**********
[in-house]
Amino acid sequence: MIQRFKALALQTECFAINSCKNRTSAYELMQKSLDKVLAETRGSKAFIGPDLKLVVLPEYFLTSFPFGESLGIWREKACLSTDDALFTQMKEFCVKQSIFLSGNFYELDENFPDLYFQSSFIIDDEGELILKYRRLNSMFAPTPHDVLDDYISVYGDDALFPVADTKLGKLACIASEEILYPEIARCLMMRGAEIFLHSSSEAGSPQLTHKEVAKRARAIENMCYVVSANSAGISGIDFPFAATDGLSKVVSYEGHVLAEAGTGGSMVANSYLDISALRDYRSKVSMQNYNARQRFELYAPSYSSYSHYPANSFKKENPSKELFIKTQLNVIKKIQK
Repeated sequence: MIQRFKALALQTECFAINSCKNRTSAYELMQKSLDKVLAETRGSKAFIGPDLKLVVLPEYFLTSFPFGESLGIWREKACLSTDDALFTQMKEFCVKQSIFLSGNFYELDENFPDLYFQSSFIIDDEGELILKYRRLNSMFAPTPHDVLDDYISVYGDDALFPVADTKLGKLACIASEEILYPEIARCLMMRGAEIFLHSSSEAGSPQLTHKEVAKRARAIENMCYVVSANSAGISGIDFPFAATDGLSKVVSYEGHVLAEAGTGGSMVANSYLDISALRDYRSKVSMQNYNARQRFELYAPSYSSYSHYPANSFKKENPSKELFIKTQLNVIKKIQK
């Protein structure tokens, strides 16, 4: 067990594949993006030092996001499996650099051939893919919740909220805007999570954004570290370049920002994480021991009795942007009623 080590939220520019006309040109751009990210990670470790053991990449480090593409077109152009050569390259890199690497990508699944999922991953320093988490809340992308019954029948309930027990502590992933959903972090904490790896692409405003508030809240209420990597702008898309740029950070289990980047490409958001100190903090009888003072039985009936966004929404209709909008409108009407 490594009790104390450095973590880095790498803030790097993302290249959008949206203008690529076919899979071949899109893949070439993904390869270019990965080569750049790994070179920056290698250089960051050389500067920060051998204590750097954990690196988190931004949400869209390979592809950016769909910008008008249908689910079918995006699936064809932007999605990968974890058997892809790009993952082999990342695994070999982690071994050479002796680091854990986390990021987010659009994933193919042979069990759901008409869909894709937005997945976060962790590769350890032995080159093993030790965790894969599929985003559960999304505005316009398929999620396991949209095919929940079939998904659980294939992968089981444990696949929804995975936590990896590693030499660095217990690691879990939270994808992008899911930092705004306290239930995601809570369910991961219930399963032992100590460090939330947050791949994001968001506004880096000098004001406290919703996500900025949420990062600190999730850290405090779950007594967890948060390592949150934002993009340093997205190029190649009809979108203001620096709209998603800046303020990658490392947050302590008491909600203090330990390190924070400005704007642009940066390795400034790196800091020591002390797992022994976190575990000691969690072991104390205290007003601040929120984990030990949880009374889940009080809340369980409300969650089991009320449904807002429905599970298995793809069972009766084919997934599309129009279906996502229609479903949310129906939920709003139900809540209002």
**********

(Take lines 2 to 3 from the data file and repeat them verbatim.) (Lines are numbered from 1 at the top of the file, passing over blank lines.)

Amino acid sequence: MIQRFKALALQTECFAINSCKNRTSAYELMQKSLDKVLAETRGSKAFIGPDLKLVVLPEYFLTSFPFGESLGIWREKACLSTDDALFTQMKEFCVKQSIFLSGNFYELDENFPDLYFQSSFIIDDEGELILKYRRLNSMFAPTPHDVLDDYISVYGDDALFPVADTKLGKLACIASEEILYPEIARCLMMRGAEIFLHSSSEAGSPQLTHKEVAKRARAIENMCYVVSANSAGISGIDFPFAATDGLSKVVSYEGHVLAEAGTGGSMVANSYLDISALRDYRSKVSMQNYNARQRFELYAPSYSSYSHYPANSFKKENPSKELFIKTQLNVIKKIQK
Repeated sequence: MIQRFKALALQTECFAINSCKNRTSAYELMQKSLDKVLAETRGSKAFIGPDLKLVVLPEYFLTSFPFGESLGIWREKACLSTDDALFTQMKEFCVKQSIFLSGNFYELDENFPDLYFQSSFIIDDEGELILKYRRLNSMFAPTPHDVLDDYISVYGDDALFPVADTKLGKLACIASEEILYPEIARCLMMRGAEIFLHSSSEAGSPQLTHKEVAKRARAIENMCYVVSANSAGISGIDFPFAATDGLSKVVSYEGHVLAEAGTGGSMVANSYLDISALRDYRSKVSMQNYNARQRFELYAPSYSSYSHYPANSFKKENPSKELFIKTQLNVIKKIQK